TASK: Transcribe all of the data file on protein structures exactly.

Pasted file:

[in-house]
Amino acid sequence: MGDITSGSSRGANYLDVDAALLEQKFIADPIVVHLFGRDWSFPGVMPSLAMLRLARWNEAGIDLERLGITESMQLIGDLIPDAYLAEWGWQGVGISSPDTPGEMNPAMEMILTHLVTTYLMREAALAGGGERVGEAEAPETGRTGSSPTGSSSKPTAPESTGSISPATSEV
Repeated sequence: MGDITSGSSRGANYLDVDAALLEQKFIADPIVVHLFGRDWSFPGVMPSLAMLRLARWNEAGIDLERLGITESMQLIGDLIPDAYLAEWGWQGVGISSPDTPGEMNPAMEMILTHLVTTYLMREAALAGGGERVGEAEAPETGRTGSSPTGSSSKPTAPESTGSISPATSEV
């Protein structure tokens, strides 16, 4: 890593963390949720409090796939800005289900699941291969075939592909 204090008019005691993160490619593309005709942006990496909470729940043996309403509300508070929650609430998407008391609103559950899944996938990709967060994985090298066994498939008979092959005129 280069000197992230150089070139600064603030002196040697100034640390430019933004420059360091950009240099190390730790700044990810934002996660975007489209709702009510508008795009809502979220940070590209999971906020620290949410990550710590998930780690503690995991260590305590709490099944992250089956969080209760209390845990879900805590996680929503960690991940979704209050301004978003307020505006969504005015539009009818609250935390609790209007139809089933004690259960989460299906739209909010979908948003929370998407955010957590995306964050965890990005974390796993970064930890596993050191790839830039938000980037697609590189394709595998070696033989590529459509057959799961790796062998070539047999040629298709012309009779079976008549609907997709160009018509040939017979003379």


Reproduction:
[in-house]
Amino acid sequence: MGDITSGSSRGANYLDVDAALLEQKFIADPIVVHLFGRDWSFPGVMPSLAMLRLARWNEAGIDLERLGITESMQLIGDLIPDAYLAEWGWQGVGISSPDTPGEMNPAMEMILTHLVTTYLMREAALAGGGERVGEAEAPETGRTGSSPTGSSSKPTAPESTGSISPATSEV
Repeated sequence: MGDITSGSSRGANYLDVDAALLEQKFIADPIVVHLFGRDWSFPGVMPSLAMLRLARWNEAGIDLERLGITESMQLIGDLIPDAYLAEWGWQGVGISSPDTPGEMNPAMEMILTHLVTTYLMREAALAGGGERVGEAEAPETGRTGSSPTGSSSKPTAPESTGSISPATSEV
């Protein structure tokens, strides 16, 4: 890593963390949720409090796939800005289900699941291969075939592909 204090008019005691993160490619593309005709942006990496909470729940043996309403509300508070929650609430998407008391609103559950899944996938990709967060994985090298066994498939008979092959005129 280069000197992230150089070139600064603030002196040697100034640390430019933004420059360091950009240099190390730790700044990810934002996660975007489209709702009510508008795009809502979220940070590209999971906020620290949410990550710590998930780690503690995991260590305590709490099944992250089956969080209760209390845990879900805590996680929503960690991940979704209050301004978003307020505006969504005015539009009818609250935390609790209007139809089933004690259960989460299906739209909010979908948003929370998407955010957590995306964050965890990005974390796993970064930890596993050191790839830039938000980037697609590189394709595998070696033989590529459509057959799961790796062998070539047999040629298709012309009779079976008549609907997709160009018509040939017979003379």